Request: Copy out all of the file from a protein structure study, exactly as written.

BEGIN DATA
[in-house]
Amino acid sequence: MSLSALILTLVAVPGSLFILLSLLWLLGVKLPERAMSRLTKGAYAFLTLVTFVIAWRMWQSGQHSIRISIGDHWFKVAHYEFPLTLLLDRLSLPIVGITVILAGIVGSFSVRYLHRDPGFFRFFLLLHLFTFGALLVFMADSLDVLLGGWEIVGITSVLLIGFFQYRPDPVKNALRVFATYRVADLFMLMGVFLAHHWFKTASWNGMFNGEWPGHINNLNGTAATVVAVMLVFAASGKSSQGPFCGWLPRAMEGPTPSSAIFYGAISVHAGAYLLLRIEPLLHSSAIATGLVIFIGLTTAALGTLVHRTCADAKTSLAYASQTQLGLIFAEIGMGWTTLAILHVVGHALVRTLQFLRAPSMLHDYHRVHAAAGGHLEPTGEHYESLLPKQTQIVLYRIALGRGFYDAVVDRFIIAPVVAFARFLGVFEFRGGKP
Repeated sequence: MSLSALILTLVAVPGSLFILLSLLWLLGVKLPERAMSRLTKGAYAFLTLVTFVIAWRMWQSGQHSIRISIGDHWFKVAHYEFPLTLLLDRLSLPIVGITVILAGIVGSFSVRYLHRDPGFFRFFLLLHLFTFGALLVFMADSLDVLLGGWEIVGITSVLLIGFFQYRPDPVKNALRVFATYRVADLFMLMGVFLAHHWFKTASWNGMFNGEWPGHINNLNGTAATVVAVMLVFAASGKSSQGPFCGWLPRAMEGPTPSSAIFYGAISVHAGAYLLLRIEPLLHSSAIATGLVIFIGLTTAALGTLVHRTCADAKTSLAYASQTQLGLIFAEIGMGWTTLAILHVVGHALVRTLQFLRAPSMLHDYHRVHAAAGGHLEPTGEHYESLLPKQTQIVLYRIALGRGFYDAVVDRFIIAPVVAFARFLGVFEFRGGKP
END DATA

[in-house]
Amino acid sequence: MSLSALILTLVAVPGSLFILLSLLWLLGVKLPERAMSRLTKGAYAFLTLVTFVIAWRMWQSGQHSIRISIGDHWFKVAHYEFPLTLLLDRLSLPIVGITVILAGIVGSFSVRYLHRDPGFFRFFLLLHLFTFGALLVFMADSLDVLLGGWEIVGITSVLLIGFFQYRPDPVKNALRVFATYRVADLFMLMGVFLAHHWFKTASWNGMFNGEWPGHINNLNGTAATVVAVMLVFAASGKSSQGPFCGWLPRAMEGPTPSSAIFYGAISVHAGAYLLLRIEPLLHSSAIATGLVIFIGLTTAALGTLVHRTCADAKTSLAYASQTQLGLIFAEIGMGWTTLAILHVVGHALVRTLQFLRAPSMLHDYHRVHAAAGGHLEPTGEHYESLLPKQTQIVLYRIALGRGFYDAVVDRFIIAPVVAFARFLGVFEFRGGKP
Repeated sequence: MSLSALILTLVAVPGSLFILLSLLWLLGVKLPERAMSRLTKGAYAFLTLVTFVIAWRMWQSGQHSIRISIGDHWFKVAHYEFPLTLLLDRLSLPIVGITVILAGIVGSFSVRYLHRDPGFFRFFLLLHLFTFGALLVFMADSLDVLLGGWEIVGITSVLLIGFFQYRPDPVKNALRVFATYRVADLFMLMGVFLAHHWFKTASWNGMFNGEWPGHINNLNGTAATVVAVMLVFAASGKSSQGPFCGWLPRAMEGPTPSSAIFYGAISVHAGAYLLLRIEPLLHSSAIATGLVIFIGLTTAALGTLVHRTCADAKTSLAYASQTQLGLIFAEIGMGWTTLAILHVVGHALVRTLQFLRAPSMLHDYHRVHAAAGGHLEPTGEHYESLLPKQTQIVLYRIALGRGFYDAVVDRFIIAPVVAFARFLGVFEFRGGKP